VINTON – Vinton council members took the first step to changing the boundaries for the city’s four wards in preparations of future elections.
At November’s first council meeting, Melissa Schwan, Vinton city clerk, explained that a change by the State of Iowa made it necessary for Vinton and other communities in the state to review precinct /ward boundaries and make any necessary changes.
Monday’s consideration of an ordinance would amend the city’s current boundaries, so that each of the four wards would have a similar headcount based on the population reported in the last census.
Schwan and Chris Ward, Vinton city coordinator, pointed out that ordinance identified the boundary from east to west in the community as the railroad tracks.
“We realized that citizens are not able to drive from east to west in the community on 7th Street, because the street doesn’t go all the way through town,” Ward explained. So the pair were recommending the wording of railroad tracks to identify the boundary.
With the railroad tracks dividing the community from north to south, the boundary between Ward 1 and Ward will be 2nd Avenue and for Ward 3 and 4 that line will be 1st Avenue.
The redistricting does not affect a large portion of the citizens, “however, there are some residences that weren’t identified before that are now,” Ward said during the meeting.
Headcount in each of the four wards is: Ward 1 – 1265; Ward 2 – 1232; Ward 3 – 1219 and Ward 4 – 1222.
Monday’s action was just the first of three readings for the ordinance amendment.
Schwan explained before the ordinance can actually be passed the council would need to hold a public hearing and the proposed redistricting would need to be reviewed by the Benton County Auditor’s office. The complete process should be completed by the end of the year as long as there are no issues.
“Once this is completed, will we be sending any notices out to residents to let them know of the boundary change,” Bud Maynard, Vinton mayor, asked Schwan.
She assured Maynard and council members that residents would be notified of the boundary change once the process was completed.
In other business:
-Greg Walston, ISU Extension, spoke during citizen’s input to thank council members and city of Vinton for use of some of the garden beds at the 3rd on 3rd plots.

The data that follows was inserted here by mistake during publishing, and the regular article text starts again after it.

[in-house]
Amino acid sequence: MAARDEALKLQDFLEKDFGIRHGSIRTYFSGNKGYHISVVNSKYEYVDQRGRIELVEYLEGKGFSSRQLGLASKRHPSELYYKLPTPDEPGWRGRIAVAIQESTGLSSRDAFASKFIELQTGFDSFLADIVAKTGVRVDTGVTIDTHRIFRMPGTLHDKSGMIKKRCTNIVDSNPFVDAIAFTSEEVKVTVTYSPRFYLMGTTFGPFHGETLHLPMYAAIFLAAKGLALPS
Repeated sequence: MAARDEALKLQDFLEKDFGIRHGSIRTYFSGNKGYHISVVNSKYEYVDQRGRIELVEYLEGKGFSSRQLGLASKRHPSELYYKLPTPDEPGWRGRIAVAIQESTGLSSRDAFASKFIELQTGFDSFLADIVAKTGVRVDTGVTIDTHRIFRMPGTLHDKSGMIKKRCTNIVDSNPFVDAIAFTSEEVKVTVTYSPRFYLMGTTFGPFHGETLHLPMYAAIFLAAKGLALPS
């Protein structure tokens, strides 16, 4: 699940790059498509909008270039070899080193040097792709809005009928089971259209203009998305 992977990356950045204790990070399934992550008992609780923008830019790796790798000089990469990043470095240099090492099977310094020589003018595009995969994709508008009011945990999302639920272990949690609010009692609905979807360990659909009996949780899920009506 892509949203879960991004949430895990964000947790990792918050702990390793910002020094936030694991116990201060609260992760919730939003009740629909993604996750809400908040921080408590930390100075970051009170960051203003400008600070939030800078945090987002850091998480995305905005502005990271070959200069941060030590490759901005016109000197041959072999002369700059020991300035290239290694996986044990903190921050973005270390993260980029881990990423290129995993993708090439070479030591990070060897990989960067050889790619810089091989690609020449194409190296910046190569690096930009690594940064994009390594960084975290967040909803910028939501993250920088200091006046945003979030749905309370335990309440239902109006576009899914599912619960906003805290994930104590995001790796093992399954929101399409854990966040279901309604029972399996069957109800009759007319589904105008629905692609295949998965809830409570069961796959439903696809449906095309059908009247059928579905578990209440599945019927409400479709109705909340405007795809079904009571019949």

“With your generosity, ISU Extension and the Old School Produce used 15 beds at that location and were able to raise 150 pounds of potatoes and 30 pounds of tomatoes,” he said. This produce, along with that grown at the Old School Produce site located along W8th Street, totaled 1200 pounds “which was donated to the nine food pantries here in Benton County,” Walston said.
“I would like to thank the city for being a contributing partner in this endeavor,” he added.
Walston also thanked the city for allowing the garden plots to be moved to the 3rd on 3rd location.
“Brian (Parr) was right when he said that this location would be much better for us than when it was located on Q Avenue,” Walston said. “This is a great spot for us and again we really appreciate your generosity.
“We were lucky this year that there were some empty beds and when I called down to Chris (Ward) we were able to use them. Not everyone is a gardener so there are spaces available each year,” Walston concluded.
The council thanked Walston & the other volunteers for all the hard work put in over the summer to make the program a success.
-Kevin Schlarbaum, Mt. Auburn, visited with the council during Monday’s meeting to provide an update on next summer’s Rockfest.
“Some things have changed since we were here earlier in this month,” he said.
Originally, JJ Productions had planned to bring Hairball to the community for a performance on 4th Street in the downtown area.
“They (Hairball) will be performing later in the year in Cedar Rapids and there were concerns in regard to attendance with the two events so close together,” Schlarbaum told the council.
“So that concert is going to be scheduled to happen in 2023 and next summer we will have The Pork Tornadoes performing downtown, if we get your blessing,” he added.
The concert date is July 9 and will be held at the intersection of A Avenue and 4th Street.
“Most of the businesses downtown close around noon on Saturdays,” he said. “We’d like to have a portion of the intersection closed off in the morning so we can start with the stage set up,” Schlarbaum stated.
Andrew Elwick, council member, asked if the downtown businesses had been spoken to regarding the concert.
“Not yet we haven’t,” Schlarbaum explained. “I wanted to get your approval before we took that step.
“We want this to be a success and continue having concerts downtown, so we’ll be happy to work with local businesses,” he added.
“I love the idea of having a concert like this downtown,” Tami Stark, council member, said.
Fellow councilman Ron Hessenius agreed. “I think this is a great idea.”